“I believe in everything until it’s disproved. So I believe in fairies, the myths, dragons. It all exists, even if it’s in your mind. Who’s to say that dreams and nightmares aren’t as real as the here and now?”
Language of Flowers - All of these were posted separately throughout this year before summer, but I kind of wanted to have them altogether in one post, sorry to those who already seen them! :) These illustrations were part of my bachelor’s project. In place of my signature was the project’s logo, typography was slightly different in spacing in presented pieces.
Fairies with the wings of an eagle instead of a butterfly
Or the wings of an albatross, because these water fairies spend their lives at sea and need powerful wings to travel across oceans
Cave fairies with black skin smooth as soft leather and the wings of bats, seeing with sound
Fairies who live deed in untouched jungle whose wings look like leaves and skin streaked with green so they can remain hidden in the trees
Albino fairies that live deep in the antarctic where no human can survive, the size of small planes, flying around in dazzling areal displays then dropping to the ground, snow white skin and hair serving as camouflage when actual planes fly over head
Fairies that live amongst humans that are so tiny we mistake them for insects or don’t even notice them at all
Arguably one of the most well known species of fairy, it is their hypnotizing bioluminecet glow which has labeled them the fairy who sets wanderers a stray. The Will-o’-the-wisp are a highly skittish, yet inquisitive race. While they may take joy in toying with a lost traveler, it rarely has any devious intention. Though various magical users will use the trance ability of the Will-o’-the-wisp to their advantage. Bog witches in particular will snaring Will-o’-the wisps in invisible strings to use as lures to draw in victims.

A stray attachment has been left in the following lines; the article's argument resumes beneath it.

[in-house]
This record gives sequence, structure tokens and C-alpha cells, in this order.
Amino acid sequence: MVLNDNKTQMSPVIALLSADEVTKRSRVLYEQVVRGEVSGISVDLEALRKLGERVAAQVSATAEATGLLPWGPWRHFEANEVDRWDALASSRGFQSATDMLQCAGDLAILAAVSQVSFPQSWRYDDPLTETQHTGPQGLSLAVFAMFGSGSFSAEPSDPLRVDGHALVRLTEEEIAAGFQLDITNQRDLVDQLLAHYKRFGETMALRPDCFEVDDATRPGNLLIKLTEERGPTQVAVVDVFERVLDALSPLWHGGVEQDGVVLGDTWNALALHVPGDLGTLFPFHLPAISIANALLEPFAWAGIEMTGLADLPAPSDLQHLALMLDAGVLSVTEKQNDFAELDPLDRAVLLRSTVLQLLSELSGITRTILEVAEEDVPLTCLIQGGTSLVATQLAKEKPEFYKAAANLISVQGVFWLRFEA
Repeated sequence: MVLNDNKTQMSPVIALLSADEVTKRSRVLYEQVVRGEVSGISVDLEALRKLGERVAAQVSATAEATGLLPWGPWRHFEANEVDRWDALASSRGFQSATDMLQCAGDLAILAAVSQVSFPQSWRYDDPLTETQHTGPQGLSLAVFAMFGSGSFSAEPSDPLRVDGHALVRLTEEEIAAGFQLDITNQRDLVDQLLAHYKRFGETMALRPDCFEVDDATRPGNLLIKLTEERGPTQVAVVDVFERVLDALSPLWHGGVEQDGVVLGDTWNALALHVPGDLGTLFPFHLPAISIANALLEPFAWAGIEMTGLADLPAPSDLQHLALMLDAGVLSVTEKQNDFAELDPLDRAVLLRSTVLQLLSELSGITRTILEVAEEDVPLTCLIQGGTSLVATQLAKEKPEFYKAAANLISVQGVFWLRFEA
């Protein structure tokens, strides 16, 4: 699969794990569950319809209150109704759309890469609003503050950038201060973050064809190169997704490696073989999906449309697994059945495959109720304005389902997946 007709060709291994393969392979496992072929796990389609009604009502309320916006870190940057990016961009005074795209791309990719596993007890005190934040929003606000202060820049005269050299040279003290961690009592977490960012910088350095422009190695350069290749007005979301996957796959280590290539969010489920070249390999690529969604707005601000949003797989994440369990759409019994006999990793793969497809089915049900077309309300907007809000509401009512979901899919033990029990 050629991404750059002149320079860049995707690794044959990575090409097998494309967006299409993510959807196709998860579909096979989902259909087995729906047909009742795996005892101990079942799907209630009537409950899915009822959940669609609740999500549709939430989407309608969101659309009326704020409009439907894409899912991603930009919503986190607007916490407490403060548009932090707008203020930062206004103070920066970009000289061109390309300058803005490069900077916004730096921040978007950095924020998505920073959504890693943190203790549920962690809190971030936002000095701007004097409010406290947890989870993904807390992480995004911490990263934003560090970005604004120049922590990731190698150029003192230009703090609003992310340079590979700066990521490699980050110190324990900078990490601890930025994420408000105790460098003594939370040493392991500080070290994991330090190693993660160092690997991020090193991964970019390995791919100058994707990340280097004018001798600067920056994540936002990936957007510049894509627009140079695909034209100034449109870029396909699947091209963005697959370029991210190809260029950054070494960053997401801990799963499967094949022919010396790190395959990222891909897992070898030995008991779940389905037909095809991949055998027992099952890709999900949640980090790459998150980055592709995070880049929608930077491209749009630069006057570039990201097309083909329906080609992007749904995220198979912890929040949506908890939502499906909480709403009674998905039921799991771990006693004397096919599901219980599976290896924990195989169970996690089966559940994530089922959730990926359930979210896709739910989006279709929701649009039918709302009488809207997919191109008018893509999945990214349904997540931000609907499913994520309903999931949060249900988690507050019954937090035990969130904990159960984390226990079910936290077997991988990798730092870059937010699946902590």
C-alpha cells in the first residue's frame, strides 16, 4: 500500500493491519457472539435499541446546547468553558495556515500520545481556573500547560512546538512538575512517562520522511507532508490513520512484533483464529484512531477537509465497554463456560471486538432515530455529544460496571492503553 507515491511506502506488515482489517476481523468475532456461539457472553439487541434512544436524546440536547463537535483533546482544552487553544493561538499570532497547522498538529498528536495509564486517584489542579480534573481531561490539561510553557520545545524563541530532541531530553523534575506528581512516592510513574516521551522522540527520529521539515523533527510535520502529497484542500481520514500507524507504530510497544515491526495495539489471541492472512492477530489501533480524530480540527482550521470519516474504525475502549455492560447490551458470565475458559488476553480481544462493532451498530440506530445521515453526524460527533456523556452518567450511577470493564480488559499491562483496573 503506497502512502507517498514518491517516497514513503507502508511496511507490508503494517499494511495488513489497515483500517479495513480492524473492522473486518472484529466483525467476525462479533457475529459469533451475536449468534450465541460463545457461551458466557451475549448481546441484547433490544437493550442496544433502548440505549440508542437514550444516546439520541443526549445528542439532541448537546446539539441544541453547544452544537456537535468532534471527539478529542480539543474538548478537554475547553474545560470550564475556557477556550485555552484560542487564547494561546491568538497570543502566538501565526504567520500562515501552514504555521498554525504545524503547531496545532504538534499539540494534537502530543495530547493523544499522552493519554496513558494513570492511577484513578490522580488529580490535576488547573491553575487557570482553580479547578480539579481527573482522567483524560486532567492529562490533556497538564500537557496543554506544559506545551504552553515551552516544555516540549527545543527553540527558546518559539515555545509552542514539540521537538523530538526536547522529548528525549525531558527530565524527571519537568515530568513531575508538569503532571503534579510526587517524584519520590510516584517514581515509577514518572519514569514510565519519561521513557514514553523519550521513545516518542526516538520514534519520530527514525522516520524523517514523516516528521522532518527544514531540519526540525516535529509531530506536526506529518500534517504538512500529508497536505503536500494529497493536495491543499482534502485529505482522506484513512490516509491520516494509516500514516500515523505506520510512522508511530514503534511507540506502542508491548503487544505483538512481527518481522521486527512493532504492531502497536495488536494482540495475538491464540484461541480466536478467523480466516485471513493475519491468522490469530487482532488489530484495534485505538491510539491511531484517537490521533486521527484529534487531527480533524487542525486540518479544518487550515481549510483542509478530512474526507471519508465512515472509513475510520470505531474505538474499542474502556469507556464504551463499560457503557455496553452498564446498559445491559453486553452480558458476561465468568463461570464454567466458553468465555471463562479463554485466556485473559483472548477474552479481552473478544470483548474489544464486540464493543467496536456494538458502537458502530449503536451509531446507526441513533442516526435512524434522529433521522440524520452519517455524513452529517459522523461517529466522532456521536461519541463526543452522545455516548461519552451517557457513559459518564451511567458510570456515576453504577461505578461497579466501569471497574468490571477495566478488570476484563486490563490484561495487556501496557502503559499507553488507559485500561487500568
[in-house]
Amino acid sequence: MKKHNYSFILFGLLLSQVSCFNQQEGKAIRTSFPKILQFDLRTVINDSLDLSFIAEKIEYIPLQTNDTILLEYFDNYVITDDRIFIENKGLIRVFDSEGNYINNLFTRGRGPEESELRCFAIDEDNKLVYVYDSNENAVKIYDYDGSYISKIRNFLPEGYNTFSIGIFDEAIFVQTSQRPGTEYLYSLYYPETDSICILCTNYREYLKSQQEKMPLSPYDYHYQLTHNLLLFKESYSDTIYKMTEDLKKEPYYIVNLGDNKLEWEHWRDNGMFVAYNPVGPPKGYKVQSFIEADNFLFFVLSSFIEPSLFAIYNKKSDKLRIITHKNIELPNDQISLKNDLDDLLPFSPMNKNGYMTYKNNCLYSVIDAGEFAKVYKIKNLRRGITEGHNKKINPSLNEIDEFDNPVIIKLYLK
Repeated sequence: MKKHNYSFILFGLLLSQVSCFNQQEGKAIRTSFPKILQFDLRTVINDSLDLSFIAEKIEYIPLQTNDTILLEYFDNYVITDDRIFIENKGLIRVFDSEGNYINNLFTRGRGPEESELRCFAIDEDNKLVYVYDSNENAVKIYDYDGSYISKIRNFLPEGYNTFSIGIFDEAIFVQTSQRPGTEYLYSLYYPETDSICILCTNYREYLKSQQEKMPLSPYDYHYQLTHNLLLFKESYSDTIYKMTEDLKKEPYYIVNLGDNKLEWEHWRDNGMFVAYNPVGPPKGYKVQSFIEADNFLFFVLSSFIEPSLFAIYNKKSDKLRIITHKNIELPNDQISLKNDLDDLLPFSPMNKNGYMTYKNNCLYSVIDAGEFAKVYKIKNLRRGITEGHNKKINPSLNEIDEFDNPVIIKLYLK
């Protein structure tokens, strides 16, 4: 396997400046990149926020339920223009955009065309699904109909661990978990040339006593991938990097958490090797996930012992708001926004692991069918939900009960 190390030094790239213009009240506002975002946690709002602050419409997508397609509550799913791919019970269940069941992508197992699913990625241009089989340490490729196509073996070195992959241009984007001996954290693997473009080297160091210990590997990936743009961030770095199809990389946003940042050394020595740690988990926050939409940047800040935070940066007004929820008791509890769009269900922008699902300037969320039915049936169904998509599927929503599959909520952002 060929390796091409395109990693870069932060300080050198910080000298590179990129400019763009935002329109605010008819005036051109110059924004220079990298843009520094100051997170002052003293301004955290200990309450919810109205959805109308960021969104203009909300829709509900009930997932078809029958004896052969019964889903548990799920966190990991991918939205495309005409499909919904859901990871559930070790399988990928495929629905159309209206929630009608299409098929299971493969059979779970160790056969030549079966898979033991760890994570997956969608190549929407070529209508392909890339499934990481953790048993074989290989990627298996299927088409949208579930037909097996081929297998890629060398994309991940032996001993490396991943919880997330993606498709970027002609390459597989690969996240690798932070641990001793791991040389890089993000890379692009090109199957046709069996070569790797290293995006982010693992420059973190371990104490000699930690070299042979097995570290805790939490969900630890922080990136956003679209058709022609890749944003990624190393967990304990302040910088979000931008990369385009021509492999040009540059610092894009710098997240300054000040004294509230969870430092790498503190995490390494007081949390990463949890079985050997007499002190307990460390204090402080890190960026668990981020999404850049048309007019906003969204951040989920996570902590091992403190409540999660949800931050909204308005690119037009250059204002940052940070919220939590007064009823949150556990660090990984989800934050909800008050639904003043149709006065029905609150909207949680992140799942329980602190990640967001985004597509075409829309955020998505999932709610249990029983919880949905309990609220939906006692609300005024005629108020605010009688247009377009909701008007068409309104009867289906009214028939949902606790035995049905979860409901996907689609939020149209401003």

As with all fairy races, The Will-o’the-wisp are multi-realm inhibitors, traveling at will amongst, between and through different realms of existence. While sentient, they fall relatively low on the ladder of sentient beings and are incapable of reaching the heavenly realms. Despite this, they can be used by said beings as messengers.
“I’ve caught one,” the fisherman screams, grinning at his hook stuck in the girl’s cheek. “I caught myself a mermaid!”
Her hair is green, algae curled around it. The fisherman’s grip is greed, is lust, when he rips at it to get her closer. Her mouth glints like a pearl and oh, he could sell her after he’s - well, once he’s done with that beauty of hers. “Aren’t you a pretty one,” he licks his lips, “and all mine. I caught you, so you’re mine.”
All at once, her song ends. No sound comes out of her mouth that stays open, teeth tiny and many, sharp in the slick night. She tugs the hook out of her cheek. The fisherman watches, his heart burning from how fast it runs against his flesh, as her wound closes up and a bit of blood drips from her little mouth.
“Yours,” the mermaid says. The sea echoes her voice, an accent he can’t define, oh who cares, she’s just - just prey - and her pupils snap into slits. “Yours?”
The ocean ripples.
The waves tremble.
The wind whispers, smiles, then stills to not disturb the song that rises once more. “No,” whisper a thousand voices, whisper a million teeth, whispers ten thousands of stares in the water. “We caught you. You are ours.”